Each project lends a different approach to using Sequential gear. On Ghost Against Ghost, I tend to score everything either by hand or in Sibelius and then I tweak the MIDI in Ableton and Pro Tools, so it’s very much driven by a complex MIDI tracks and is very much through composed. NOUS is all about improvisation, so the use of the Prophet 12 in NOUS Is primarily improvisational. During those sessions and performances I’d setup a patch list like a live performance and I switch between the patches ad hoc depending on what I’m feeling. However, in the 2014 version of NOUS I did have some tracks where the improvisation ideas for the ensemble were started by MIDI Clips in Ableton that then drove the Prophet 12 or a Moog, so I actually was triggering program changes within each song, and then the improvisation came from triggering a variety of clips in Ableton via a Push and live processing the sound on the Prophet 12 alongside external processors (space echo, Moogerfoogers, pedals etc.)

On the new Nous Alpha album A Walk in the Woods, the intention was set from the beginning that my primary instrument would be the Prophet XL. All of the tracks used the Prophet XL, often for the main lead melody lines and bass lines. The synth was always used in a performative sense, meaning that the patch would be tinkered with, and we’d be jamming over ideas, tracking them and then editing what was essentially improvisational bits into structured arrangements.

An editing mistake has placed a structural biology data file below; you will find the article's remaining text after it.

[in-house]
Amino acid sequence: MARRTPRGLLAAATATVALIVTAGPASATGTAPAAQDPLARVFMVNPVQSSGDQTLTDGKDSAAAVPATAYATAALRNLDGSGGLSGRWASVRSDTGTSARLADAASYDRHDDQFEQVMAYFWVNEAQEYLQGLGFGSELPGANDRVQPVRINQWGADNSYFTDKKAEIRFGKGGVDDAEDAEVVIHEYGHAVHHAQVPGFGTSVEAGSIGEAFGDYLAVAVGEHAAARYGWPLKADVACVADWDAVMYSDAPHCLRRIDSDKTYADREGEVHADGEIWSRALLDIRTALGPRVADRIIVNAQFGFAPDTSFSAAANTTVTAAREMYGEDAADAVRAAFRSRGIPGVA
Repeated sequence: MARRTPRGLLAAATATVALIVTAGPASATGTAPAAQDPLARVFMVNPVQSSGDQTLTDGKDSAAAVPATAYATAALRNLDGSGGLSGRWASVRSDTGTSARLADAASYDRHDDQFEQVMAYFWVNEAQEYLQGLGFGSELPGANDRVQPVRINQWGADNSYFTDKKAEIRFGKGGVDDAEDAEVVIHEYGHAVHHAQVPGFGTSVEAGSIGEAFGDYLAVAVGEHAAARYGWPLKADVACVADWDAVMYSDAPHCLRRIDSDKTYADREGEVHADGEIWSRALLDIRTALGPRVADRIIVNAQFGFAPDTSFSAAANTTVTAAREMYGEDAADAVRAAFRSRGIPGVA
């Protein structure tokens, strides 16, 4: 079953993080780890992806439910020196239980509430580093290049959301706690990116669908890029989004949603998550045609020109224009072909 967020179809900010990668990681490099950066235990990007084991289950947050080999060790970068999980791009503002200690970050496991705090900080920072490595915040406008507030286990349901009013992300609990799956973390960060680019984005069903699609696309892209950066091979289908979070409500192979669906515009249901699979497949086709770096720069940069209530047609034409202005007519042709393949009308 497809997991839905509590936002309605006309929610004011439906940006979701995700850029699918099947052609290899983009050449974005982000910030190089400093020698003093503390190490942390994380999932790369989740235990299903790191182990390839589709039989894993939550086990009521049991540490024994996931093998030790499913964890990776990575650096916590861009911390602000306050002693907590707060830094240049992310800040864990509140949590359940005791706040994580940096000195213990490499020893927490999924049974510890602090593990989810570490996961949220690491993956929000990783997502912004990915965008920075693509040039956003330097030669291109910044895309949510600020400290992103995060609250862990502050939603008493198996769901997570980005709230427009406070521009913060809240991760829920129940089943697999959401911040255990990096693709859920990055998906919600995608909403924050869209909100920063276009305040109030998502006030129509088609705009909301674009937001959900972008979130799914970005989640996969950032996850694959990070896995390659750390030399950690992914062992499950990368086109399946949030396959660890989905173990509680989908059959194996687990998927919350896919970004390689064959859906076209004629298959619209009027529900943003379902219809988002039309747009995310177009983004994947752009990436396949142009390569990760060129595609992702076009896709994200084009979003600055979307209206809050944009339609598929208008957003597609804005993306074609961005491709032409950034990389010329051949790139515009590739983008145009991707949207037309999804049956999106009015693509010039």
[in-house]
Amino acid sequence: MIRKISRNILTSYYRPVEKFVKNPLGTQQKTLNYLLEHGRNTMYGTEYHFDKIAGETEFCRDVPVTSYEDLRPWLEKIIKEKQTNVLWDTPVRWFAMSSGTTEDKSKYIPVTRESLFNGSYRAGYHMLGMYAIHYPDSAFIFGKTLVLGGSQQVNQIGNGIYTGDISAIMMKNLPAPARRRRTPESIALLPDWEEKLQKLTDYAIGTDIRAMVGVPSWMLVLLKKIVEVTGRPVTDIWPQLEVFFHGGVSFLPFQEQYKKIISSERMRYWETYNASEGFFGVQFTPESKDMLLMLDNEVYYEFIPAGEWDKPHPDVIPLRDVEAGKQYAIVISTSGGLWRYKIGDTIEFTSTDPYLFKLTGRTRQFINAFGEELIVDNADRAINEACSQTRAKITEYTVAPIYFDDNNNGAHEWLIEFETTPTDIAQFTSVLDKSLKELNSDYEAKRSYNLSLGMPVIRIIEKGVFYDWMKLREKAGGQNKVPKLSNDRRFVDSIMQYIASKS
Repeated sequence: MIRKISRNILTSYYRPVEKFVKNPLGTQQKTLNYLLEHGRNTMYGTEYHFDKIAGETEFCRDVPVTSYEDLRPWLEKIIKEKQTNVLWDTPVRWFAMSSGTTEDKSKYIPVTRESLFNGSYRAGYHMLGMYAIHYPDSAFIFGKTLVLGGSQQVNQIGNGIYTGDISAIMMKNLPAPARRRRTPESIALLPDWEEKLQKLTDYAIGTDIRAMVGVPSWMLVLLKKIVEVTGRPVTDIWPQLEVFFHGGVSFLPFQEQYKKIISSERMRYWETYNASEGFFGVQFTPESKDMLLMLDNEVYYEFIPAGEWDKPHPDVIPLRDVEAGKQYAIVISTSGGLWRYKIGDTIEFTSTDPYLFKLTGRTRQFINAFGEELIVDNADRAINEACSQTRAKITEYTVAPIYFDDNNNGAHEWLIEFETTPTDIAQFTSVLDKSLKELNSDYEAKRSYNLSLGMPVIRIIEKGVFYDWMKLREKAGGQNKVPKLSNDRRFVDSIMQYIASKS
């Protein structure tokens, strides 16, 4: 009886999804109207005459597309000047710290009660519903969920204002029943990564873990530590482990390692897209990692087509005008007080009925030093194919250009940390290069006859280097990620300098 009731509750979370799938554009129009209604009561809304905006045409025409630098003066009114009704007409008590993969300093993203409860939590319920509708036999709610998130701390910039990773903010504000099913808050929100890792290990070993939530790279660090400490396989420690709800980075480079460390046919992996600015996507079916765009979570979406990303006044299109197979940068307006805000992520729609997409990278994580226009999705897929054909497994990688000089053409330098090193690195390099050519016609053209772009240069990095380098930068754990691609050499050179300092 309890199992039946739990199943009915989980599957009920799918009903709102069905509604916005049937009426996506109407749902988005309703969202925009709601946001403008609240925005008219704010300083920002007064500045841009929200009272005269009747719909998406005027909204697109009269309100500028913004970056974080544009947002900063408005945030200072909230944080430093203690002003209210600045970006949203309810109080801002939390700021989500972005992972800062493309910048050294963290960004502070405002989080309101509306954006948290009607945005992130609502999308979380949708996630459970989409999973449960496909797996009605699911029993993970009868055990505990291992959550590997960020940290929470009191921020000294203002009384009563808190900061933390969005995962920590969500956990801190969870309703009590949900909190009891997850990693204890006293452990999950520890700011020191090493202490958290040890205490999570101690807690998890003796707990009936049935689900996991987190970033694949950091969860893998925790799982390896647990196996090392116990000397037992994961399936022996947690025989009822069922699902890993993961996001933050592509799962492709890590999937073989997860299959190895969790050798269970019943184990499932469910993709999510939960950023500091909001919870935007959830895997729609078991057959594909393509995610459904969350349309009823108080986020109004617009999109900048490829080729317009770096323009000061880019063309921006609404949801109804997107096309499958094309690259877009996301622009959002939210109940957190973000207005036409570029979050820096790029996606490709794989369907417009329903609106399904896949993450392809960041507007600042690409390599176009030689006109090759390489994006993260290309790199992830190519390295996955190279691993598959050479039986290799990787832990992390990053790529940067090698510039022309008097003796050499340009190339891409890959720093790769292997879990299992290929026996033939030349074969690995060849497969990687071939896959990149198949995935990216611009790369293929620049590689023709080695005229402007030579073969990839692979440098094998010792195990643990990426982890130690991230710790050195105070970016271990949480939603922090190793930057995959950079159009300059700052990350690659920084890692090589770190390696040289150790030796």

What are some of your favorite things about the Prophet X and Prophet XL?

On A Walk in the Woods I really dove into the synthesis and sample blending techniques of the Prophet XL. I love this functionality, and the ease of setting up and using. It definitely allows for an incredible organic performance approach to electronic music making which was perfect for this album where all the sample material was derived from a journey into the woods Gareth (Jones) and I took on our first day of the sessions.

The Prophet and the Prophet XL have “that sound”…analog, thick, present, tangible, deep…that special something that software synths, as AMAZING as they are, don’t quite get. Of course in the world of modular synths now synthesis is literally endless, but DSI makes an extremely accessible, portable synth that is a brilliant instrument unto itself with also what seems endless possibilities. It wasn’t until I matured in age that I realized the extraordinary contributions that instrument makers make to the manifestation of music . It’s obvious when its pointed out to us, but we often socially attribute all the accomplishment and genius to the musicians only. However, the brilliance of the instrument inventors is as integral a part to the conditioning of a composition as the composer himself, you can’t have one without the other. A Stradivarius, A Fazioli, and a Dave Smith are as integral to music making as Mozart, Vivaldi and Trent Reznor etc.

Any interesting production or sound design tricks or techniques you would like to share?

Though I understand the basic functionality of synthesis, I’m not really a synth expert in the way some of of my friends are. In the past I would often start with a factory patch and modify it to taste. Over the past 5+ years though my preferential way of starting is to reset all parameters to default and sculpt a sound to the musical moment. However, I have enough experience in making music now to know that every day and every track is different, and the answer to what is the best method for anything in the studio is…. “whatever works”.


Nous Alpha – A Walk in the Woods